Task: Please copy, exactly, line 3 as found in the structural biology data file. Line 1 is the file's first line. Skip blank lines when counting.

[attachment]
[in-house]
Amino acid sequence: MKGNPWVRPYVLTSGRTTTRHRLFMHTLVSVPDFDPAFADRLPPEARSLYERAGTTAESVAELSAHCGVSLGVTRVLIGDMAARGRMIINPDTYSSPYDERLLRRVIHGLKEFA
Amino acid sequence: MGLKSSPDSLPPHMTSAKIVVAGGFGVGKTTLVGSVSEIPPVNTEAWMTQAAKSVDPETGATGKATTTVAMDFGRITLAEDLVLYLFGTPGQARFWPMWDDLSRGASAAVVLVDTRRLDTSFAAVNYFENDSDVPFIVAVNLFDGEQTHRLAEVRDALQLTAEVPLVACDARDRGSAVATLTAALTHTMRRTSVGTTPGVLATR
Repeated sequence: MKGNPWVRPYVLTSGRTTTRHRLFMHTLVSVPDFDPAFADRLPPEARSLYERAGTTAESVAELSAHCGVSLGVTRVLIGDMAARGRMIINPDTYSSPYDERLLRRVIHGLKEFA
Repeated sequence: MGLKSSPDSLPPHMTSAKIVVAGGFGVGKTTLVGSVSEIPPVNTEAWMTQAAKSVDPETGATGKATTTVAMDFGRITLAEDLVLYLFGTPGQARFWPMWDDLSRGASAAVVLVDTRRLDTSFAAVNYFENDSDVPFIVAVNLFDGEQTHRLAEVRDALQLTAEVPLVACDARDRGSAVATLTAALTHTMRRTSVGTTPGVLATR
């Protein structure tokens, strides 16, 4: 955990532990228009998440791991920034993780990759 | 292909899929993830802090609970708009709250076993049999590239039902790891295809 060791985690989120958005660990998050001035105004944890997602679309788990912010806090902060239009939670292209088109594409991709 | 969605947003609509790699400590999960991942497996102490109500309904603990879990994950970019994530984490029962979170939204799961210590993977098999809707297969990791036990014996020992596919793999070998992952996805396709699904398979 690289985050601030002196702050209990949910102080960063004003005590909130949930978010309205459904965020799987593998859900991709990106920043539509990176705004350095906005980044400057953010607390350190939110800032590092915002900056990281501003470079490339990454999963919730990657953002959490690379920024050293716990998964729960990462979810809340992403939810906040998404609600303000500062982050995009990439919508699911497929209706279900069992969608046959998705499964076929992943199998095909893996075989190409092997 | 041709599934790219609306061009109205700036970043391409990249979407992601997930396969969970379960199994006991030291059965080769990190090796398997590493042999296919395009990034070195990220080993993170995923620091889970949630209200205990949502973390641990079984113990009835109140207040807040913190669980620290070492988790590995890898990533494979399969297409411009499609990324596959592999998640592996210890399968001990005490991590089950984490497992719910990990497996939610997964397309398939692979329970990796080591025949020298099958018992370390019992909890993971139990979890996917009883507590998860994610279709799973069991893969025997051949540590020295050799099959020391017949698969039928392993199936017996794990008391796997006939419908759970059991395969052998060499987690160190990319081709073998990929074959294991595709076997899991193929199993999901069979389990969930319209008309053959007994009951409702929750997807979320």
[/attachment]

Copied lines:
Amino acid sequence: MGLKSSPDSLPPHMTSAKIVVAGGFGVGKTTLVGSVSEIPPVNTEAWMTQAAKSVDPETGATGKATTTVAMDFGRITLAEDLVLYLFGTPGQARFWPMWDDLSRGASAAVVLVDTRRLDTSFAAVNYFENDSDVPFIVAVNLFDGEQTHRLAEVRDALQLTAEVPLVACDARDRGSAVATLTAALTHTMRRTSVGTTPGVLATR